I never intended to use emacs, but because I was in love, I did anyway. My wife had never had a computer in her home until she lived with me. As a computer professional who wanted to leave work at work she was understandably skeptical, but she worked on mainframes, and my little early days Macintosh was friendly in a way she had not experienced. She was soon won over. Then Apple went Mac OS X on us: the interface changed, it didn't work well on our equipment, and the experience soured.
We switched to linux, and I promised her there would be adequate replacements for all her apps. Most things were easy; she found browser, email, and file managers acceptable enough. But she had become enamored of Apple's desk accessory notepad, and nothing I found was to her liking. I tried to convince her that she could become accustomed to an ordinary text editor, and she was open to that. She tried everything in our distro (Debian potato), but she wasn't happy with any of them. When I caught her slipping back to the one computer still running Mac OS 9 just to take notes, I knew I was going to have to write her a notepad.
She gave me reviews of text editors after she tried them. Two in particular she loathed: vi and emacs. Nevertheless, after surveying the landscape, I decided that emacs was the best choice because its extensibility meant I could come very close to replicating her beloved notepad, and all the power of emacs would come along for free. In January 2005 I set out to learn emacs and recreate that notepad.
I took a two-pronged approach. First I went about the business of making emacs look more familiar and behave as she expected. The command keys on our Macintosh keyboards read as super to linux, so I set up a parallel group of keystrokes using super where the Mac had used command. This meant that her existing muscle memory (and mine!) would try something and have it work. I also changed the text in the menus to familiar nomenclature. I gave her open, new, close, and quit; undo, cut, copy, paste, and select all; find, and find again; and print. It meant the world to her not to see visit and kill and yank; she had no intention of facing a learning curve for this, and I made it disappear.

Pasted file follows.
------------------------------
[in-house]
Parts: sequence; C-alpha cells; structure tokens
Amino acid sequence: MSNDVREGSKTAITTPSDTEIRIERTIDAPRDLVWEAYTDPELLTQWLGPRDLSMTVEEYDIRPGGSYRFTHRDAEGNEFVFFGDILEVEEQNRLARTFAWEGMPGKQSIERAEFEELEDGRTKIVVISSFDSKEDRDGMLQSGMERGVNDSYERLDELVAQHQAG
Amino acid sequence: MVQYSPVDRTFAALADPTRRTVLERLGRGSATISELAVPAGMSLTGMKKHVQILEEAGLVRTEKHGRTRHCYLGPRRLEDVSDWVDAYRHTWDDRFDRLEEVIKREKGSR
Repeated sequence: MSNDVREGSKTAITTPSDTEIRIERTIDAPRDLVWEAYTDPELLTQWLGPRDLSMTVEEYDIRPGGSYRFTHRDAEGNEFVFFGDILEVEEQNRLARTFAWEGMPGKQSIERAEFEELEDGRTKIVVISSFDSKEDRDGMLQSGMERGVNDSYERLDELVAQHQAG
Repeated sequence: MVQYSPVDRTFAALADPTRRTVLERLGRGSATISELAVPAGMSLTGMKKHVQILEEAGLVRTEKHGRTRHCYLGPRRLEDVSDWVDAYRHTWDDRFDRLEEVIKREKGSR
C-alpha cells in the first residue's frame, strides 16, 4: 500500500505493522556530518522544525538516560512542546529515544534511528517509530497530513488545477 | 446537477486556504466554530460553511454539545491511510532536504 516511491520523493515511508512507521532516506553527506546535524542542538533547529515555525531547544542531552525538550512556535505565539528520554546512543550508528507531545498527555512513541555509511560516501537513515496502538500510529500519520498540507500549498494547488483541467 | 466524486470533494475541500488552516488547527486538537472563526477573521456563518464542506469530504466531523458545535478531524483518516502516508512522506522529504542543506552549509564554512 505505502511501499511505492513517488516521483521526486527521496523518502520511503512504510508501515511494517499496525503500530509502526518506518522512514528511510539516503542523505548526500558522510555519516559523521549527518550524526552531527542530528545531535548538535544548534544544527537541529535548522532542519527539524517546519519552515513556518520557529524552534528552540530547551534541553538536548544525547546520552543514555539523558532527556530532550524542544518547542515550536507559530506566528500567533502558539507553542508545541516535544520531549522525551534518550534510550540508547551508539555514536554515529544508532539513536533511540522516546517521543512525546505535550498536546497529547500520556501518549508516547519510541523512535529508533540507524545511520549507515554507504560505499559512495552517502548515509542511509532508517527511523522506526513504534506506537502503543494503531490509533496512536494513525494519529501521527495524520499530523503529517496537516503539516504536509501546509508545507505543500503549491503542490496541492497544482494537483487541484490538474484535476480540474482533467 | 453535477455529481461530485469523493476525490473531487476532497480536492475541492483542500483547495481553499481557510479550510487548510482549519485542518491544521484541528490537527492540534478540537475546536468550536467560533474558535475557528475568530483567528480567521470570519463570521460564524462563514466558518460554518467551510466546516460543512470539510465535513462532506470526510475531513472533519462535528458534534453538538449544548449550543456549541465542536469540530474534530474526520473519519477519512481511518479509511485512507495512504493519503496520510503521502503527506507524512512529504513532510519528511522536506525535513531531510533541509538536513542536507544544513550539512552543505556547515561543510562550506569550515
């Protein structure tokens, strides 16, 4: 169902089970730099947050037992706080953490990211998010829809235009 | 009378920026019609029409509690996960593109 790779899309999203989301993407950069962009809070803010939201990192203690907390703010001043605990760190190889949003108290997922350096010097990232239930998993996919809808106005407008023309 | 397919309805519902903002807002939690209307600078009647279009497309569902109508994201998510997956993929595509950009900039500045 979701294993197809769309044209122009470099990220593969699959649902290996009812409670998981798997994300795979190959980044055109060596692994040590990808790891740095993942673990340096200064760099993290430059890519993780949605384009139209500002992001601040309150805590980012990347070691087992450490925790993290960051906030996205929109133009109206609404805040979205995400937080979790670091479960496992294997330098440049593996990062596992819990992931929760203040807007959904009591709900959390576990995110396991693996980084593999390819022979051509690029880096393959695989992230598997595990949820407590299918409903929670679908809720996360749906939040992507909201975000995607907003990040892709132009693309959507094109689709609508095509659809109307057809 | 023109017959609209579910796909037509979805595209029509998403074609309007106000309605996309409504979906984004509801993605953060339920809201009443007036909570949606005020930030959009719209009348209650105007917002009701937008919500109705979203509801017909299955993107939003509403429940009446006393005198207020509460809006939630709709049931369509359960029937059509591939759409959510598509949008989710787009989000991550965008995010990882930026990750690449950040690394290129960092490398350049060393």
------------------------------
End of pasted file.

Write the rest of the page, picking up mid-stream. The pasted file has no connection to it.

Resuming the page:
The second prong was to actually write the notepad. My coding skills were rusty and unrelated, but I was motivated by love so I pressed on. I leaned heavily on the emacs lisp documentation, the introduction to lisp document, and a paper I found online about writing minor modes. Everything was new to me so the going was slow, but nine months in I had a working minor mode that she was happy with. It's abilities were greater than those of the notepad I was trying to replace. Apple's notepad desk accessory had been limited to eight 32K pages and a single document. My emacs version didn't limit the number of pages or their size, and she was able to have multiple pads for different subjects. She liked it well enough that lack-of-emacs was her stated deal breaker in subsequent distro hopping; that's quite the improvement over her initial loathing.
If I was trying to solve her problem today, I'd probably approach it differently. I might write it as a major mode or leverage the power of org mode (which I didn't yet know about). My minor mode used narrowing to do its page at a time pad magic, and because of that it is incompatible with org mode and unsuitable for users of narrowing. To my mind, that made it less useful than it otherwise would have been. My wife didn't care about that; she wanted free form text on individual pages seen one at a time, and that I gave her. She never did take much advantage of the breadth of emacs unless it was something I added to her config. Doing so was not of interest to her. But she loved that I had written that minor mode just for her, and she used it daily. She never lost interest in it, using it for the rest of her life.